CLEVELAND (Sept. 10, 2006) -- Reggie Bush strolled down the hallway toward the team bus wearing a backpack, blue L.A. Dodgers baseball cap and smile. He looked like a college kid headed home from class.
School may be over for Bush. His pro education has just begun.
In Week 1, he passed his first test.
"I would probably give myself a 'B,'" he said. "I didn't get in the end zone."
Bush, whose arrival in New Orleans has given the city's football fans renewed optimism in the wake of Hurricane Katrina's devastation, finished with 141 total yards. The Heisman Trophy winner had 61 yards rushing on 14 attempts, caught eight passes for 58 yards and returned three punts for 22.
He never got loose on one of the trademark breakaways he made commonplace at Southern California, and a few times he would have been better off falling down than trying to escape tacklers.
Although he didn't score, Bush helped get the Saints off to a winning start in this season of rebirth.
"I just wanted us to get a win," Bush said. "I wasn't focused on anything else. This was a perfect first step."
John Carney kicked four field goals, the last one with 5:42 remaining, and Brees, who signed a six-year, $60 million free-agent contract in March, threw a 12-yard TD pass to rookie Marques Colston in the third quarter.
The Saints also got 90 yards on 22 carries from Deuce McAllister, making his return after missing the final 11 games last season following knee surgery.
New Orleans didn't clinch rookie coach Sean Payton's first win until the final two minutes, when safety Josh Bullocks intercepted a pass that deflected off the hands of receiver Braylon Edwards in New Orleans territory.
The Browns fell to 1-7 in season openers since returning to the league in 1999, and coach Romeo Crennel was short with the media during his postgame news conference.
"The other team played better than we did," snapped Crennel.
"Are you angry?" he was asked.
"I'm just peachy," he said.
Cleveland was held to 56 total yards and blanked in the first 30 minutes. But the Browns came back as Charlie Frye threw an 18-yard TD pass to Winslow, and the second-year quarterback scored on a 1-yard sneak to bring Cleveland within 16-14 with 11:20 to go.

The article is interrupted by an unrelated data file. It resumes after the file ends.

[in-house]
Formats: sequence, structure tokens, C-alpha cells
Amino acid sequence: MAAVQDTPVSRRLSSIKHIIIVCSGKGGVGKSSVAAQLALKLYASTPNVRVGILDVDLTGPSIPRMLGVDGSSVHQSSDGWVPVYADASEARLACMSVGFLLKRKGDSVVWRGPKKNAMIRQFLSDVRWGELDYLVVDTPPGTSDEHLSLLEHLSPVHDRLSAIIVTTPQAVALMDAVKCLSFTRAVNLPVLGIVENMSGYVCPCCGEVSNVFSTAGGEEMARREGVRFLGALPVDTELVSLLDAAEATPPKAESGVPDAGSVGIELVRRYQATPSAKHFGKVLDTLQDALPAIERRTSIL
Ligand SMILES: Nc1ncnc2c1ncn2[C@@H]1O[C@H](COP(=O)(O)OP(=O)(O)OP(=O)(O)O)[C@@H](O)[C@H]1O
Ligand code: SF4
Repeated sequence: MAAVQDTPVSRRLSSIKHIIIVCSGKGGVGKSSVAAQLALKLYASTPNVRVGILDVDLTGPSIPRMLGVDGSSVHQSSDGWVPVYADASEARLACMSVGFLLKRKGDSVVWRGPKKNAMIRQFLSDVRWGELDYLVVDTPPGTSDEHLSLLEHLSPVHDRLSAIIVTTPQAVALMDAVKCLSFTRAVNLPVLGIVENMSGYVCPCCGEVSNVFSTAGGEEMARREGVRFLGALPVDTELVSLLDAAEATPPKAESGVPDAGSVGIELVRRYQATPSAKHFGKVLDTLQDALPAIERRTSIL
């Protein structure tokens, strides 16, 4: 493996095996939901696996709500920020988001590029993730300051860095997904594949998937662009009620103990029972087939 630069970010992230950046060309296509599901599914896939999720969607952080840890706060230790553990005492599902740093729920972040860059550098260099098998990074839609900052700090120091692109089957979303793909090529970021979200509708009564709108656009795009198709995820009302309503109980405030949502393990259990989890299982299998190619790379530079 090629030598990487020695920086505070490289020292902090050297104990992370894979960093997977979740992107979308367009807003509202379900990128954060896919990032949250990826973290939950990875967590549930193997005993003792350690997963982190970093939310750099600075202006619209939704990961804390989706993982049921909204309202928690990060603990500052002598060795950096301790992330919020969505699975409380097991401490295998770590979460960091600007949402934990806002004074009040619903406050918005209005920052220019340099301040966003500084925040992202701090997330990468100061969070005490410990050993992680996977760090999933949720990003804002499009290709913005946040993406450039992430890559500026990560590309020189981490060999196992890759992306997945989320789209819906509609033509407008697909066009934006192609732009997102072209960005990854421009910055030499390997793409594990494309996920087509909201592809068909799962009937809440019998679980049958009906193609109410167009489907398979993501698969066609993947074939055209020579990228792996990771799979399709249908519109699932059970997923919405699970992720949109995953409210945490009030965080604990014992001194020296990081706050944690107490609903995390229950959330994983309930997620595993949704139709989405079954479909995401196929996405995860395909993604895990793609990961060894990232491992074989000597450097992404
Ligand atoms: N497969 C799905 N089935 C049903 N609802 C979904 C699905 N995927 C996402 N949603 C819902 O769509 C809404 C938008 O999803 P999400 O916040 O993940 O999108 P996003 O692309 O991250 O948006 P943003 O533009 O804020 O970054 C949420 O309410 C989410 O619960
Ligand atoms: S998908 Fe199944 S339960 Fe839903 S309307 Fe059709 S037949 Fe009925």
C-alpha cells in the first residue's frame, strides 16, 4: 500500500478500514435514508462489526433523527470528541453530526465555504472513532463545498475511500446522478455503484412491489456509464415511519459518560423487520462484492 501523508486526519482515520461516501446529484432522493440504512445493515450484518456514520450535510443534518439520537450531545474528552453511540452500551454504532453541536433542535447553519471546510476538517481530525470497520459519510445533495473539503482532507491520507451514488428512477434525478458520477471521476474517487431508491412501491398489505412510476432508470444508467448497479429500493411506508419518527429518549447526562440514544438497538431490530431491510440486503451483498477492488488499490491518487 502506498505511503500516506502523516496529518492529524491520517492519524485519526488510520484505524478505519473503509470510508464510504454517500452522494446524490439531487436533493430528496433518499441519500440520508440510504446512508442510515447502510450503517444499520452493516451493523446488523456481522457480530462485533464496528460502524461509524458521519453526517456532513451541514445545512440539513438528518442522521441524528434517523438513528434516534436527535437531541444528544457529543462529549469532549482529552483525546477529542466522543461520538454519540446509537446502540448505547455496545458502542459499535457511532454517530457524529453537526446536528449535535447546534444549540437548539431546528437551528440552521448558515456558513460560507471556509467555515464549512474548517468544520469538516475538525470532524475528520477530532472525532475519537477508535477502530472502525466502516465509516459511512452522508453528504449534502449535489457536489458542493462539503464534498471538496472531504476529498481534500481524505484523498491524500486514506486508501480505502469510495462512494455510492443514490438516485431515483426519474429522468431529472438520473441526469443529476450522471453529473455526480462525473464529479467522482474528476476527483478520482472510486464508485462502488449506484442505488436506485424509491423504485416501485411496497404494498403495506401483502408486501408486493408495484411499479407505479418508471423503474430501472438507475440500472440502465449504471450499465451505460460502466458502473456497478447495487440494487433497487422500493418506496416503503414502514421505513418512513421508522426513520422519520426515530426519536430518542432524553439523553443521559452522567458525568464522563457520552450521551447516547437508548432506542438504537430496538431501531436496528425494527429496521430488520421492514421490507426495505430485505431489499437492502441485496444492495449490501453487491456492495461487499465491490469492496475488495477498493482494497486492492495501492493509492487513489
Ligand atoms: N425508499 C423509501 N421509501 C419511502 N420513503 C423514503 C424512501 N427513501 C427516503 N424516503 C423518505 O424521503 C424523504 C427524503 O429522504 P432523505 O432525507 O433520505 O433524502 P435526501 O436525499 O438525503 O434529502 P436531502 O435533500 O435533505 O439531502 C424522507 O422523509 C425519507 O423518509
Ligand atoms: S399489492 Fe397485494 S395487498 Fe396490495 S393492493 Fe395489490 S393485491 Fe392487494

Brees finished 17 of 31 for 176 yards with one interception. Frye, making his sixth career start, was 16 of 27 for 132 yards with the TD and two picks.
Winslow looked fully recovered after missing 30 games the past two seasons and had eight catches for 63 yards.
Bush made some rookie mistakes early. He misjudged Cleveland's first punt, retreating when it sailed over his head. Late in the first quarter, he slithered through traffic on an 18-yard run and several other carries where he nearly got free.
Bush also dropped a third-down pass near the 5 that he might have scored on, and the 21-year-old had other moments where he tried to do too much.
"I was close a couple of times," Bush said. "On some of those plays I should have gone North instead of cutting sideways."
As he has done since the moment the Saints drafted him second overall, Bush made another strong impression.
"He has something to prove to everybody in this league and he wants to be the best," wide receiver Joe Horn said. "I think he did very well for just starting out. A lot of people wanted to see No. 25 in a real fight, and they were able to see it."
Winslow immediately ran to the Browns bench, spiked his helmet and hugged head trainer Marty Lauzon, who spent countless hours in rehab with the tight end.
"It's been hard for me, he's been there every step of the way," Winslow said.